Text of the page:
Furthermore, Jesus used unleavened bread because it was the time of the Passover, which is the Feast of Unleavened Bread. They threw out all leaven by God’s command including the leavened bread. Did throwing out the yeast mean that Israel must throw out the yeast, the bread with yeast, and even leave the grape juice yeast? The reader should consider the removing of yeast in Exodus 13:6–7.

When Jesus used “fruit of the grapevine” in the Lord’s Supper, the most probable fermentation would be between 0–4% because of wild yeast after a week of exposure. If one assumed this was alcoholic wine, then the highest level of alcohol could reach 4%. When Jesus used “the fruit of the grapevine,” then the reader may find that this cup would have been nonalcoholic or never exceeded 4% alcohol. The intent of the cup of the Lord was not to intoxicate.

What about those who got drunk over the Lord’s Supper within the Bible? This is another misconception from the use of the Greek word methuo, which can mean drunk or filled. Remember that this is word from the Wedding Feast recorded in John 2. First Corinthians 11:21–22 depicts, “Therefore when you come together in one place, it is not to eat the Lord’s Supper. For in eating, each one takes his own supper ahead of others; and one is hungry and another is drunk [methuo]” (ESV). Some ate the Lord’s Supper as a meal so that they were filled and those who drank were also filled. If one still assumes that these Christians became drunk in the assembly using the grape juice for the Lord’s Supper, then they must also presume that those drinking brought enough intoxicating wine to get drunk and yet intended to use such for the Lord’s Supper. This implies that some of these Christians brought alcoholic wine for others, and they decided to simply drink that wine in assembly rather than wait for others. However, what wine was more probable? First Corinthians 11 is not a conclusive source to support the assertion that the Lord’s Supper consisted of intoxicating wine.

Warnings about Wine

As the Scriptures warn against wine, Christians must also warn against the use of such alcohol. Solomon warned by the wisdom of God,

Do not look on the wine when it is red, When it sparkles in the cup, When it swirls around smoothly; At the last it bites like a serpent, And stings like a viper. Your eyes will see strange things, And your heart will utter perverse things. (Prov 23:31–33)

Therefore, “Wine is a mocker, Strong drink is a brawler, And whoever is led astray by it is not wise” (Prov 20:1). There is not one positive statement about alcohol in the Bible. The New Testament teaches that Christians are not to walk in drunkenness filling themselves with alcohol. The misuse of the word “wine” has become the means for many to presume that God is permissive of the excessive drinking of alcohol to some level of intoxication. By the word “wine,” many try to justify the sins of excessive drinking.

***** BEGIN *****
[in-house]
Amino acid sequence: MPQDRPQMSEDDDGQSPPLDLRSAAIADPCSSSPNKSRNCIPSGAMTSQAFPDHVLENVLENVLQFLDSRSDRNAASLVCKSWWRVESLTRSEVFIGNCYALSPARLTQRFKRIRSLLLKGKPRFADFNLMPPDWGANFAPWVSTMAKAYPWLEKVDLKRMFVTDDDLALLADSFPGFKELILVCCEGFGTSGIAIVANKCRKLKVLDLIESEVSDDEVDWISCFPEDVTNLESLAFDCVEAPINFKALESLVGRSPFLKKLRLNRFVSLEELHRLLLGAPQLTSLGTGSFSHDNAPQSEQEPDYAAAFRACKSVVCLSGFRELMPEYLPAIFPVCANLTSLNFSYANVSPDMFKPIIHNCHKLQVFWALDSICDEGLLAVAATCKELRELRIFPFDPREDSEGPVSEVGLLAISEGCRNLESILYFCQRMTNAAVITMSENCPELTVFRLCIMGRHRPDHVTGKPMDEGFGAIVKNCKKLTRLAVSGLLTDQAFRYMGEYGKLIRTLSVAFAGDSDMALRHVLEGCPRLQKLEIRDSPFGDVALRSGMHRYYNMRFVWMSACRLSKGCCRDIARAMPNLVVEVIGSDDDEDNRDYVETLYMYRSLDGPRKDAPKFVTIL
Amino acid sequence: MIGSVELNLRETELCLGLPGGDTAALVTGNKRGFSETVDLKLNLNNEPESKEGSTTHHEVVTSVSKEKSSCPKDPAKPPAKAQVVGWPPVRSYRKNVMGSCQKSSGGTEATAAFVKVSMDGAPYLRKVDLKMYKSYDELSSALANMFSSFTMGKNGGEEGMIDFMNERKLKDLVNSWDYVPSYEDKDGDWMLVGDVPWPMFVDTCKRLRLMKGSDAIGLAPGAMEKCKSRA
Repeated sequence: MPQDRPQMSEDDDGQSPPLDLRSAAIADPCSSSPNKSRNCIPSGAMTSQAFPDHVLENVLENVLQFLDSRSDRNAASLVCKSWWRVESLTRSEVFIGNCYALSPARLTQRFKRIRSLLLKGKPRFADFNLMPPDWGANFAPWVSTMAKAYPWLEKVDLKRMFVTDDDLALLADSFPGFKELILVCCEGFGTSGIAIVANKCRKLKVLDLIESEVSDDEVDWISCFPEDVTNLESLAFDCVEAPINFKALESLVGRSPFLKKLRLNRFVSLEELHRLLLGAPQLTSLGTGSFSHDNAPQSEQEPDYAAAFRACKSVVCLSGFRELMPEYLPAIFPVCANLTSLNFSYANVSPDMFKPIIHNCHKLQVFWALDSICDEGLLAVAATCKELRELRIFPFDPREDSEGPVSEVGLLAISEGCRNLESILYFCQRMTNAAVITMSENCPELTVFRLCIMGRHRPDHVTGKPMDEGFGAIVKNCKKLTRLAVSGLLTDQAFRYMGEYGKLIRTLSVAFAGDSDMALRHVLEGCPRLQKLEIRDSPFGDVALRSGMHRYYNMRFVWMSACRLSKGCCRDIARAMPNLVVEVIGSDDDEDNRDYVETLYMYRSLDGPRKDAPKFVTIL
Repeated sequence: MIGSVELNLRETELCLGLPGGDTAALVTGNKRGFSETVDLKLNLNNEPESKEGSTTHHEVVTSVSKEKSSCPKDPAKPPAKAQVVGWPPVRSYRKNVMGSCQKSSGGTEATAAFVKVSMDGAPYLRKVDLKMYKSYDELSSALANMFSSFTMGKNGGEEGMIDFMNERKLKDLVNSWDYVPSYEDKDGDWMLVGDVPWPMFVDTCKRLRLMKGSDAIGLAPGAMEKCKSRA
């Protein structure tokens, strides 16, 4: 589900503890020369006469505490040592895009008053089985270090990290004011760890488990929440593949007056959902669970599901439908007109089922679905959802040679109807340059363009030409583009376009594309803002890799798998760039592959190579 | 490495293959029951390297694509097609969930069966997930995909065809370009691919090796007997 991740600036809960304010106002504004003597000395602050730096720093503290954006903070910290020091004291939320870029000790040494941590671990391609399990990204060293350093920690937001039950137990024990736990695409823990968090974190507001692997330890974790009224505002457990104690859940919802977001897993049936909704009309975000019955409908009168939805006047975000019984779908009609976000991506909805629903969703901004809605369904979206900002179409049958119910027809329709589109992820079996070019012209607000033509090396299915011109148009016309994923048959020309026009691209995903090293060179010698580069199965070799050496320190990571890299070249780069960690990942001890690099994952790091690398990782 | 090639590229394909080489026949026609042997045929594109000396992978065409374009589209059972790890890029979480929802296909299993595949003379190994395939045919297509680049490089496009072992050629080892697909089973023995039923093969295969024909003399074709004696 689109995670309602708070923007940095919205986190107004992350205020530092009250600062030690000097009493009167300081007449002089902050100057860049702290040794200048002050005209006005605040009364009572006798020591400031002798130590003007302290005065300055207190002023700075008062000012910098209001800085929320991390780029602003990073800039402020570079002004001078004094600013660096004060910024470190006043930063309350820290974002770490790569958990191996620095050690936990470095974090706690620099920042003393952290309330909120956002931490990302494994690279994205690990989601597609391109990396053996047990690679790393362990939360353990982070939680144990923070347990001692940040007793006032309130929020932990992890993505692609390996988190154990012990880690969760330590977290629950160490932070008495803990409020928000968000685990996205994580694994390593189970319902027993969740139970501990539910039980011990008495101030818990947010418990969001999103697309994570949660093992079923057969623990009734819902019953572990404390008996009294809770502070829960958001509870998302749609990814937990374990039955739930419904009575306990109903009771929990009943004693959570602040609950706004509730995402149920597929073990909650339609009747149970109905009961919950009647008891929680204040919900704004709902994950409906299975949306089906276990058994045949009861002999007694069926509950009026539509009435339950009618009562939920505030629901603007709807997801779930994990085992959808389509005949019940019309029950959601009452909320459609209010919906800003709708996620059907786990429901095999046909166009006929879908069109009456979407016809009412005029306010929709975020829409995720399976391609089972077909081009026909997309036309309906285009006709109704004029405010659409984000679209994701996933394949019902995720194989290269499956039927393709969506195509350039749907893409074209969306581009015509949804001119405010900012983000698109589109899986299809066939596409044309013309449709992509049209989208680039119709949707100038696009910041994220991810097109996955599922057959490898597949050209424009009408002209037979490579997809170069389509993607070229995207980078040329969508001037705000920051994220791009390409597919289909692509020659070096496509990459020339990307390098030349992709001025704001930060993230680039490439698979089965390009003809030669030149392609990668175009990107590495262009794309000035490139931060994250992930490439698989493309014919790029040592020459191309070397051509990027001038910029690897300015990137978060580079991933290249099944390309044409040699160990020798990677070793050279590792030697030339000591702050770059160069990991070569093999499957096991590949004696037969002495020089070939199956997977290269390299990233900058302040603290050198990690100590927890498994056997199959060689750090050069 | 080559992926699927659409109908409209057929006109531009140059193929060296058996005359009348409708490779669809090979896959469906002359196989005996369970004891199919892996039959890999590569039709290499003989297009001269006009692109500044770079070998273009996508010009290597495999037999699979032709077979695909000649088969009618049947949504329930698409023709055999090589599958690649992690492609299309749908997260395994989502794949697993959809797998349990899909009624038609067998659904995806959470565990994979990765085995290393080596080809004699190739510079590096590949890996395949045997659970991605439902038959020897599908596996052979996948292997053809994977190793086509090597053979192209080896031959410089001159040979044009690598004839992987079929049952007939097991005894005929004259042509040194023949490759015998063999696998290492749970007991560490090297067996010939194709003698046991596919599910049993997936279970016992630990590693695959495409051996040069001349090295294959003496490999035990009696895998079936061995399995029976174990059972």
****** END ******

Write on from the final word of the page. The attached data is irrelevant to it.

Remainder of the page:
The Greek word translated “drunkenness” literally means “filling oneself” in Scripture (Eph 5:18–19; cf. Rom 13:13). Christ’s Spirit in Galatians 5:19–21 teaches that such “drunkenness” is a “work of the flesh” and “those who are doing such things will not inherit the kingdom of God.” Galatians 5 also condemned “wild parties” or “revelries” where any of the list of sins like drunkenness would constitute a party as sinful and carnal. Christ also reveals in 1 Corinthians 6:10 that drunkards “will not inherit the kingdom of God.” Drunkenness and filling one’s body with intoxicants is a sin.

Filling oneself with alcohol is evil and compromises the sobriety of the Christian conscience — one’s heart (cf. Rom 2:14–15; 1 John 3:19–21). Christ’s words and those of His Apostles and prophets urge all to reconsider, and so Christians should do likewise. First Peter 4:3 warns, “For the time that is past suffices for doing what the Nations want to do, living in sensuality, passions, drunkenness [lit. excessive drinking], orgies, drinking parties [lit. drinkings], and lawless idolatry.” The word for “drunkenness” here is not the usually word for drunkenness in Greek, but this word is oinophlugia made of two words oinos meaning “wine” and phlugia is “to do something in excess.” Excessive drinking is a sin. Do not overlook the reference to drinking parties translated from the Greek word potos, which denotes occasions for drinking.

Followers of Christ must remain sober and make no provision to become drunk on any level (1 Thess 5:8). Christians cannot participate in events that meet and center around drinking (1 Pet 4:3). Christ had no part with drunkenness and drinking parties, so His followers must not. According to Romans 14, Christians should not condemn their brother over a drink; although, every Christian has the scriptural example and the foresight to warn against its use and against looking at the cup (Prov 23:29–35; Rom 14:17–22).

Conclusion